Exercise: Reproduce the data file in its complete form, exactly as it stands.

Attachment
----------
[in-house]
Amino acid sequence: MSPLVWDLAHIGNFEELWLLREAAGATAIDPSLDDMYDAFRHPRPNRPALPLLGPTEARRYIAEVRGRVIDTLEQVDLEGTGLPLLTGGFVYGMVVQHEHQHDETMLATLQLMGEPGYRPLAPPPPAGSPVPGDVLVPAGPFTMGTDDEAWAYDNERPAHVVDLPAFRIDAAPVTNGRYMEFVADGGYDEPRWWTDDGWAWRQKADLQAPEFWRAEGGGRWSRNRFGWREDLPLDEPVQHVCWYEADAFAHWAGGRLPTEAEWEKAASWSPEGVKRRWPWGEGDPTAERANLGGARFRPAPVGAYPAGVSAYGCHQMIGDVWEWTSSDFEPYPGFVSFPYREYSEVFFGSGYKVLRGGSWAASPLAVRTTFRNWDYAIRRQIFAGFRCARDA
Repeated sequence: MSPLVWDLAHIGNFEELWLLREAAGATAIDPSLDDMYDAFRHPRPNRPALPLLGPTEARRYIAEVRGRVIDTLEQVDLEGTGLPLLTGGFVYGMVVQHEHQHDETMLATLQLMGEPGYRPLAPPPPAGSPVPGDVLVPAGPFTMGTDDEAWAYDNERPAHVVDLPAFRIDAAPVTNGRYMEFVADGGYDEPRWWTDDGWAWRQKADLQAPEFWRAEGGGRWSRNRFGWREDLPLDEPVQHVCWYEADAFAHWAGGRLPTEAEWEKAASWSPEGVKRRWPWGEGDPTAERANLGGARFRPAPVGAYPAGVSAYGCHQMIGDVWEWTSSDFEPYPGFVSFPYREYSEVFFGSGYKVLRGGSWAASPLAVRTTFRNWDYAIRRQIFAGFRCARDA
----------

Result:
[in-house]
Amino acid sequence: MSPLVWDLAHIGNFEELWLLREAAGATAIDPSLDDMYDAFRHPRPNRPALPLLGPTEARRYIAEVRGRVIDTLEQVDLEGTGLPLLTGGFVYGMVVQHEHQHDETMLATLQLMGEPGYRPLAPPPPAGSPVPGDVLVPAGPFTMGTDDEAWAYDNERPAHVVDLPAFRIDAAPVTNGRYMEFVADGGYDEPRWWTDDGWAWRQKADLQAPEFWRAEGGGRWSRNRFGWREDLPLDEPVQHVCWYEADAFAHWAGGRLPTEAEWEKAASWSPEGVKRRWPWGEGDPTAERANLGGARFRPAPVGAYPAGVSAYGCHQMIGDVWEWTSSDFEPYPGFVSFPYREYSEVFFGSGYKVLRGGSWAASPLAVRTTFRNWDYAIRRQIFAGFRCARDA
Repeated sequence: MSPLVWDLAHIGNFEELWLLREAAGATAIDPSLDDMYDAFRHPRPNRPALPLLGPTEARRYIAEVRGRVIDTLEQVDLEGTGLPLLTGGFVYGMVVQHEHQHDETMLATLQLMGEPGYRPLAPPPPAGSPVPGDVLVPAGPFTMGTDDEAWAYDNERPAHVVDLPAFRIDAAPVTNGRYMEFVADGGYDEPRWWTDDGWAWRQKADLQAPEFWRAEGGGRWSRNRFGWREDLPLDEPVQHVCWYEADAFAHWAGGRLPTEAEWEKAASWSPEGVKRRWPWGEGDPTAERANLGGARFRPAPVGAYPAGVSAYGCHQMIGDVWEWTSSDFEPYPGFVSFPYREYSEVFFGSGYKVLRGGSWAASPLAVRTTFRNWDYAIRRQIFAGFRCARDA